From the Editor: Big Brothers Big Sisters hope to fill need
BY MARIA JAMES — In the May edition of the Hyattsville Life & Times, I openly shared my challenge with finding my identity as a single adult who is childless and lives in our family-oriented community. I received many positive and encouraging messages from others who are living the single, childless life in our city. One comment, in particular, encouraged me to identify what I love doing and not let my status keep me from attending events or meetings. I recently contacted Big Brothers Big Sisters of the National Capital Area (BBBSNCA) hoping to become involved, and I was excited to learn the organization is seeking mentors to help youth in Hyattsville. I may have found my fit!
According to their website, Big Brothers Big Sisters of America is the nation’s largest donor- and volunteer-supported mentoring network. The organization matches adult volunteers (“Bigs”) and children and youth (“Littles”), ages 6 through 18, in communities across the country.
Sydney Cross, a bilingual program coordinator with BBBSNCA, is on a mission to match 35 young people with mentors. Cross, whose brother, Matthew, is a police officer for the Hyattsville City Police Department, says this is her labor of love. “Recruitment of mentors and mentees must happen first, followed by matching and supporting them to grow and succeed. This program will build the capacity of low-income families in a way that, over time, will mitigate poverty,” Cross explained. Cross will hold a volunteer orientation on Sept. 19 from 7 to 8:30 p.m. at the organization’s Lanham office. I hope to help her exceed her goal, which is really about more than just meeting numbers. Cross is hoping to build a network of mentor relationships that support youth in our Hyattsville community.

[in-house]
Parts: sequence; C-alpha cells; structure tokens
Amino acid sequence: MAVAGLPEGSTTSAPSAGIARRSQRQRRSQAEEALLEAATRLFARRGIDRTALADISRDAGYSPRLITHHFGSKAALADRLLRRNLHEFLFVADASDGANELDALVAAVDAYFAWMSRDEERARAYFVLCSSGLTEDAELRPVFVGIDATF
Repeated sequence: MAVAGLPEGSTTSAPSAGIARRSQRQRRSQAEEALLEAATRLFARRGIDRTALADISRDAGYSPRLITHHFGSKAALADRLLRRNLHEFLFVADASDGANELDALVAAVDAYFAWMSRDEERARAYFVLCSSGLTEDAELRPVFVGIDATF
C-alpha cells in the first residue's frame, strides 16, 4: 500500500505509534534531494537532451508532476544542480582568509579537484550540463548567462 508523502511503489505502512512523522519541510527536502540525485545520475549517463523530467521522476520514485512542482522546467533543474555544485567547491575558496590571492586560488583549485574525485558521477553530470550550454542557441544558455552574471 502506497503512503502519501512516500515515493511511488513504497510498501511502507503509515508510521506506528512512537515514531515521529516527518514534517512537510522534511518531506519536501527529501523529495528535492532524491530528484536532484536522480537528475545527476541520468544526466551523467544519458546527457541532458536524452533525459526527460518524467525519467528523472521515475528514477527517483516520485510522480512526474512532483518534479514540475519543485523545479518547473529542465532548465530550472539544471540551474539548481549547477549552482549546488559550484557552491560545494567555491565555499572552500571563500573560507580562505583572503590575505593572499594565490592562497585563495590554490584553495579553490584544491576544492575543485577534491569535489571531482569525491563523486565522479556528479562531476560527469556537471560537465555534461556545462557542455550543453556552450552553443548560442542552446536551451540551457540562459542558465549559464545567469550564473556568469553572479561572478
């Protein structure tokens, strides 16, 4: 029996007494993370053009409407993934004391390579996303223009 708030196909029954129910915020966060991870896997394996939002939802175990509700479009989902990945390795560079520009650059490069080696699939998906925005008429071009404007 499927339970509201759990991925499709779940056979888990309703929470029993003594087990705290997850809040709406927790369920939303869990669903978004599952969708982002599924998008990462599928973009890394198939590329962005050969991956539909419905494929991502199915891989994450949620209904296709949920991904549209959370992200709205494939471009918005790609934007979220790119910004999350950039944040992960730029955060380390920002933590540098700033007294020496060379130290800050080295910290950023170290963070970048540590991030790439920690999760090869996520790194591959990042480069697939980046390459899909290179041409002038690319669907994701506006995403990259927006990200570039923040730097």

Based on data from the Americorps VISTA, 13 percent of the city’s residents live below the poverty line. The seven public schools within city limits serve 6,800 students who live in the city and in the greater community beyond city limits. Some 5,250 students are receiving free and reduced-cost meals, demonstrating that, in fact, at least 76 percent of local youth have significant financial needs.
Cross also stated that Hyattsville has frequently heard calls for mentorship. “These requests come from the elementary schools, where students need assistance with reading and self-esteem, as well as the middle schools and high schools, where students are increasingly being recruited into gangs and violence as well as becoming pregnant,” said Cross.
Mentors and students will be matched at these schools: Hyattsville Elementary, Edward M. Felegy Elementary, Rosa L.Parks Elementary, University Park Elementary, Hyattsville Middle School, Nicholas Orem Middle School and Northwestern High School.
Regardless of my marital or parental status, I proudly embrace Hyattsville as my community, and I want to take positive steps to get out of my comfort zone and find my place. This requires welcoming those pings of momentary discomfort I feel in my stomach when I enter a room or attend an event where no one knows me. I encourage you to step out of your comfort zone, too. If you’re interested in mentoring youth in our city and want to attend the orientation, Cross asks that you email her at firstname.lastname@example.org. I will be at the Sept. 19 orientation; maybe I will see you there!